Young gay and bisexual men under age 26 are six times more likely to attempt suicide and deliberately harm themselves compared to older men of the same sexuality, a significant study has found.
According to researchers, they were also twice as likely to be depressed and anxious.
“We know minority groups are at higher risk of poor mental health than the heterosexual majority, however the mental health differences within sexual minorities is unclear,” said lead study author Ford Hickson from the London School of Hygiene and Tropical Medicine.
“The study showed that among gay and bisexual men, age and ethnicity had a significant impact on mental health, as did income and education. This is possibly because men are better able to cope with homophobia the older they are, or if they are relatively privileged in other areas of their lives,” Hickson added in the paper published in the Journal of Public Health.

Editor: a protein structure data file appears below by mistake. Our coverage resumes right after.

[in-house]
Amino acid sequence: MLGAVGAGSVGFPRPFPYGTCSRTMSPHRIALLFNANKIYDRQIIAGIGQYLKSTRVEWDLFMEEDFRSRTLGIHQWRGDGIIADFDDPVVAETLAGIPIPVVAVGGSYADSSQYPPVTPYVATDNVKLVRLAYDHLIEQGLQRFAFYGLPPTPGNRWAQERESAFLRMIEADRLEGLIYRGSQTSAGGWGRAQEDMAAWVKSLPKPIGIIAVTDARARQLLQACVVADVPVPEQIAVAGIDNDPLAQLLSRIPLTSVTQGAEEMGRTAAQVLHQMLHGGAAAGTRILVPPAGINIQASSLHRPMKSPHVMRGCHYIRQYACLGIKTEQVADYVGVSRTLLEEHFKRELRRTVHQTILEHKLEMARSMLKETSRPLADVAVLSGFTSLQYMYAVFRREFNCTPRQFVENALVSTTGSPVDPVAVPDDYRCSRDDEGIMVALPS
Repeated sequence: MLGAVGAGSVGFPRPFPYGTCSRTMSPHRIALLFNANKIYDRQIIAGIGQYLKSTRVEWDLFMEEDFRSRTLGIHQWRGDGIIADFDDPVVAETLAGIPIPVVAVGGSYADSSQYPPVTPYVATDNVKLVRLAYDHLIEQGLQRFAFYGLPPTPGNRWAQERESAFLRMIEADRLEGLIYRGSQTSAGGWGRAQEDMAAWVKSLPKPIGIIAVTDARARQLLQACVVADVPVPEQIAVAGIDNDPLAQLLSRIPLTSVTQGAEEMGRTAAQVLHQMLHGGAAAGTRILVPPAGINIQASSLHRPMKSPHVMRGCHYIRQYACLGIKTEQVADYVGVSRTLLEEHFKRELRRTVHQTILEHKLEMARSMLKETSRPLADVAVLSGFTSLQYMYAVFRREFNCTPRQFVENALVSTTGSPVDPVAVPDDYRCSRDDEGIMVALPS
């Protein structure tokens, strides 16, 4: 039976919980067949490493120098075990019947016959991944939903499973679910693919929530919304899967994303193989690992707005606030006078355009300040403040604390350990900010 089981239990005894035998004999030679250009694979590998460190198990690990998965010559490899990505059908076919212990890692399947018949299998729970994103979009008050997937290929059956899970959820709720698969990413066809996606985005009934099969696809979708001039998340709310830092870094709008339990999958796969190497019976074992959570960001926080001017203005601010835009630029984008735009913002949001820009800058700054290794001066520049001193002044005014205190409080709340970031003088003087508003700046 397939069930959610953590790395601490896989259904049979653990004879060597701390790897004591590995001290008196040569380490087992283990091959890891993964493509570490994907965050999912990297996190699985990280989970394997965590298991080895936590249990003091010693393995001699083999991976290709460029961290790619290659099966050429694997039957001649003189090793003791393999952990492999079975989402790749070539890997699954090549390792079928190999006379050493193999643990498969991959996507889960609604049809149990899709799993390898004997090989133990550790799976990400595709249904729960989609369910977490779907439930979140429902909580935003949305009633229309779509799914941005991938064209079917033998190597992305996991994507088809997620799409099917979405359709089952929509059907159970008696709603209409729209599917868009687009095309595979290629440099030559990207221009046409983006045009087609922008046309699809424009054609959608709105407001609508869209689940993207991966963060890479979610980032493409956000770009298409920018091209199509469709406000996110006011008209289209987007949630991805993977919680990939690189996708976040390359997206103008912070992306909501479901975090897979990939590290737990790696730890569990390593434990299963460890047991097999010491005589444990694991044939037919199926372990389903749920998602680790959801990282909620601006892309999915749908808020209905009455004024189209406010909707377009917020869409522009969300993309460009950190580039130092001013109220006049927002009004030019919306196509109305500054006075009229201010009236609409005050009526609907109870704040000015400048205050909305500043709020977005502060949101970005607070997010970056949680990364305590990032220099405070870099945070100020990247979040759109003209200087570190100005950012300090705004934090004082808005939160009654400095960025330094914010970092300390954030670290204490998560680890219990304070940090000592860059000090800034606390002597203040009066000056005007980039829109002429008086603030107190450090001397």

The team analysed mental health differences of 5,799 gay and bisexual men aged 16 and over living in Britain.
Depression, anxiety, attempted suicide and self-harm were examined against a range of life factors.
Age, ethnicity, income and education were all found to have a large impact on mental health.
The results revealed that that older men are able to cope better with homophobia and that homophobia is more prevalent in the lives of younger men.
They also found that gay and bisexual men may experience discrimination or marginalisation unrelated to their sexuality.
The key for positive mental health, with men who are living with a male partner 50 percent less likely to suffer from depression compared to gay and bisexual men living alone, the researchers noted.
The results reinforce the importance of mental health interventions reaching those who need them most, as well as people who actively seek help.